ther was a shoemaker as well as a leather what he wants, and goes shopping online or clothing craftsman. Another focus is leather in big cities.” “The Italian market is a stable clothing, made with the same construction one for us, even if it is suffering. Our goal is as outerwear, one of the brand’s best sellto maintain our position,” said Giovanni Biers. But in the coming months who will anchi, Style Director at Lubiam, the Mantuaemerge victorious - streetwear or formal? “I based family-owned manufacturer. The USA, think the younger generation can get closer on the other hand, is the most important to formal, if it is offered in the right light. foreign market, thanks to specialty retailers A waisted jacket with straight shoulders, on the East and West Coast, which are both eighties and nineties well-performing markets. style, and slim trousers ”American shoppers are 1. An outfit from the too much can captivate 20-25 year beginning to look for ItalPaul&Shark capsule personalization olds and the average ian-style garments: they collection for the One Block Down store contemporary man,” said approach patterned fab- makes you lose in Milan 2. In 2020 Lerario. “Certainly our rics more easily, whereas sight of the Tagliatore bets on upcoming investments before we had to come brand identity leather proposals will focus on product up with market-specific quality and communifabrics. And now they are cation, to create a new story that infuses buying deconstructed jackets, rather than strength into the collection. We are also the classic models,” he said. “Canada is also looking for a location to open a single-brand a source of satisfaction, and has unexpressed 1 store,” added Lerario. Others are doubtful potential. The fact that tariffs have fallen, sers, where wider and more comfortable formal wear is making a comeback. “I don’t thanks to the trade agreements between slacks are making a comeback and so are know if streetwear’s days are numbered, Canada and Italy, can only be good for our pleats. As far as jackets go, I don’t believe but I don’t see the return of the man in a exports.” After a rough patch, the Japanese much in the return of larger volumes: they gray suit and tie. I don’t think that our DNA have started buying Made in Italy again, but will remain slim but more comfortable, is streetwear and it’s not fashion either. - tired of the by now overly-familiar deconoutfitted with stretch fabrics, jersey and in It’s luxury sportswear,” said Paul&Shark structed outerwear - they are returning to a soft-touch fibers.” Lubiam expects to close owner Andrea Dini. Customization, he said more traditional product. In Russia, Lubiam 2019 with revenues of around 50 million euis ubiquitous. “In our company, it has been is benefiting from the shift from extremely ros, in-line with 2018. The company intends pushed too far and we are pulling back, beformal high-end raw materials to affordto invest mainly in tailor-made products, cause there is a risk of us losing our idenable luxury. China is not a significant market which involves more staff both internally, tity. We will; however, be keeping an eye for Lubiam at the moment, while Korea has as well as in-shop experts who are tailors signs from China.” At Lubiam Giovanni Bistarted to develop, which tends to take inspiand consultants. The plans also include inanchi is convinced that menswear is leaving ration from Japanese looks. Also for Pino vestments to reduce time-to-market and to streetwear at all costs, as the last fashion Lerario Tagliatore’s Creative Director and improve the relationship with wholesalers, week indicated. “The market is asking us owner, South Korea is a new frontier. At the thanks to digitalization. To increase brand for research and innovation in the construcsame time, the family-run company is also awareness, investments will be made in tion of garments, in performing fabrics mulling expansion in Russia and the Unitcommunication via traditional media and and in easier-care garments. When it ed States. “We haven’t really concencomes to fit, we are working on troutrated a lot on those markets. There through social media. ■ is a problem of preferences, as well as fit, which is why we are thinking of personalizing the collections.” In paralitalian menswear industry (2014-2019*) lel, Lerario continues to bet on Italy. “It Data in millions of euros has many problems, but for us, it remains the most important 2014 2015 2016 2017 2018 2019* market, where we generate REVENUES 8.767 8.881 8.981 9.291 9.515 9.900 50% of the turnover and Var.% 1.3 1.1 3.4 2.4 4.0 where we continue to have PRODUCTION VALUE 4.834 4.656 4.643 4.643 4.727 4.733 sell-outs.” For Lerario, the Var.% -3.7 -0.3 1.8 -1.7 1.9 second-strongest marEXPORT 5.535 5.660 5.796 6.100 6.396 6.896 ket is Japan, followed by Var.% 2.3 2.4 5.2 4.9 7.8 France and ScandanaIMPORT 3.718 4.009 4.010 3.977 4.317 4.632 via. Lerario forecasts 28 Var.% 7.8 0.0 -0.8 8.6 7.3 million euros in sales TRADE BALANCE 1.817 1.651 1.786 2.123 2.079 2.264 for 2019, up 4% versus last year and is focusEXPORT/REVENUES (%) 63.1 63.7 64.5 65.7 67.2 69.7 ing its efforts on sneakers. It’s “a dutiful step” *Estimated Source: Confindustria Moda given that his grandfa2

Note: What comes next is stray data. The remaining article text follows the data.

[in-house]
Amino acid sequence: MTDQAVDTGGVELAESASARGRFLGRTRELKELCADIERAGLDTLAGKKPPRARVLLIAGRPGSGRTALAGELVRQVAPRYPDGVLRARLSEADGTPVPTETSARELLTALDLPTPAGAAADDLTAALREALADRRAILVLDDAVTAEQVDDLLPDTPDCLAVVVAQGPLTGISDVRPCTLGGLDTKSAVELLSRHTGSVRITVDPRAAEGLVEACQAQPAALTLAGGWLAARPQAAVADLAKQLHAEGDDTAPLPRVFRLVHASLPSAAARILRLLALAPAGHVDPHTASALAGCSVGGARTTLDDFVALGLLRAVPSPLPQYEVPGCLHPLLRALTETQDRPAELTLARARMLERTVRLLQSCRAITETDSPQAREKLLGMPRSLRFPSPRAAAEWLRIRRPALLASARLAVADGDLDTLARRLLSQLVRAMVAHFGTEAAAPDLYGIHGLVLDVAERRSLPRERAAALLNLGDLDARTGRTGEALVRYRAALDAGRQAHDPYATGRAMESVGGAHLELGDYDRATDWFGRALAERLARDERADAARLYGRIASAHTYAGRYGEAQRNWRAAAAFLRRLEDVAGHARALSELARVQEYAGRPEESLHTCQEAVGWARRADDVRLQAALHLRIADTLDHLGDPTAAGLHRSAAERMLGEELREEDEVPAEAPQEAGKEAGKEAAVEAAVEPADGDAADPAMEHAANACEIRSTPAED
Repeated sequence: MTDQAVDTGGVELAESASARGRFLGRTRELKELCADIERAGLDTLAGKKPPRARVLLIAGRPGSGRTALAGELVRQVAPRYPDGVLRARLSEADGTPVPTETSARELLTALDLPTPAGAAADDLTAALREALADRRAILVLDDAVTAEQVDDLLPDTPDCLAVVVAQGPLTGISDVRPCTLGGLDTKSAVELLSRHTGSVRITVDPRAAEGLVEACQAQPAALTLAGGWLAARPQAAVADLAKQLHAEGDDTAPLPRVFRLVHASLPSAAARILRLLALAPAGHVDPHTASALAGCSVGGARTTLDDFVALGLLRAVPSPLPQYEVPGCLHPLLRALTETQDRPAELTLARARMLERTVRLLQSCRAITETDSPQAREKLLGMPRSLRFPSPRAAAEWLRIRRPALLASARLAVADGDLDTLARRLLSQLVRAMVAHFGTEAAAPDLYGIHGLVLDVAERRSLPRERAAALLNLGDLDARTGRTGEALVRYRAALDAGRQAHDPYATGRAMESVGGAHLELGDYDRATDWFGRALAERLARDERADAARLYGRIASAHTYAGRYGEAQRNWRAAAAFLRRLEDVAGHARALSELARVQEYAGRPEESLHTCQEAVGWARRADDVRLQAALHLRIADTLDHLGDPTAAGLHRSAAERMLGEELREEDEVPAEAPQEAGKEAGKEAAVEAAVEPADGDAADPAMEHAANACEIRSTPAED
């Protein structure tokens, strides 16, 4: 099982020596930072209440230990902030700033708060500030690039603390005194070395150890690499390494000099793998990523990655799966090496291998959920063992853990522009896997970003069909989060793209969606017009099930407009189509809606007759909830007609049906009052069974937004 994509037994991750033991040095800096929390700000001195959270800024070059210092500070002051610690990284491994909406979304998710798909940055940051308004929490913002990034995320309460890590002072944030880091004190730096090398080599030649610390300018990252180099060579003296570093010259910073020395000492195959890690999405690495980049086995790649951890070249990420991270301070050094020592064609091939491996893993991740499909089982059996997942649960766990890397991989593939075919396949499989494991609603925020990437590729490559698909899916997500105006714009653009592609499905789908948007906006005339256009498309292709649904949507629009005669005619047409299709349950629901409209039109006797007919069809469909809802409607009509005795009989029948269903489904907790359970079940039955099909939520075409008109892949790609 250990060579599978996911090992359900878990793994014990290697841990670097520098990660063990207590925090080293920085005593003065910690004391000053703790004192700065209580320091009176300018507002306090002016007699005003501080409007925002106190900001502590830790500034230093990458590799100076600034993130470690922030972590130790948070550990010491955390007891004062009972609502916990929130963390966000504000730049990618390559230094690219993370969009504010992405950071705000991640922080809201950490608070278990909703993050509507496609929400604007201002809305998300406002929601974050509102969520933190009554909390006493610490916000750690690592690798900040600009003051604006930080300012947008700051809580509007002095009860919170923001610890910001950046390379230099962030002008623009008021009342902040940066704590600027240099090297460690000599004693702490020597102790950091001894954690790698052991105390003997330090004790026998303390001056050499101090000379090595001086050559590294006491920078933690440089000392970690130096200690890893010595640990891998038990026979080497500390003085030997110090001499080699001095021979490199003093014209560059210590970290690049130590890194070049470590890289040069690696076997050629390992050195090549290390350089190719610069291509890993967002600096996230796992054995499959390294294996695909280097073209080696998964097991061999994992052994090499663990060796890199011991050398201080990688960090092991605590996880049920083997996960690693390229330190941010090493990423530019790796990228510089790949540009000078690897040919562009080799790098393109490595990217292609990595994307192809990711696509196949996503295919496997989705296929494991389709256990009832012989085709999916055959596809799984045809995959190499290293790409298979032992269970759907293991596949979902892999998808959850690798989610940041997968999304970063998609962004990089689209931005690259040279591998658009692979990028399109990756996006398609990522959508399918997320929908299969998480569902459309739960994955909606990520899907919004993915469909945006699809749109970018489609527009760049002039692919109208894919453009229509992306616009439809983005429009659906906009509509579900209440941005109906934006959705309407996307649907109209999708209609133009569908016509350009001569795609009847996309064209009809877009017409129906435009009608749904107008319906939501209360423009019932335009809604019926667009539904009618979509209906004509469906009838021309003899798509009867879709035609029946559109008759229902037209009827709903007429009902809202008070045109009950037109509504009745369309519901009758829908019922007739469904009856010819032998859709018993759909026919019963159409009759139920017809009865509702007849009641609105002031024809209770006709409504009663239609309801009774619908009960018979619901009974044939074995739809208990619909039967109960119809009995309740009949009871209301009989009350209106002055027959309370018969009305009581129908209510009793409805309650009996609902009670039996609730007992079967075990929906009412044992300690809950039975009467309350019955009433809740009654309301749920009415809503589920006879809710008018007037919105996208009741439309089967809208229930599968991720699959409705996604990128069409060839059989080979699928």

Ph. Simone Giara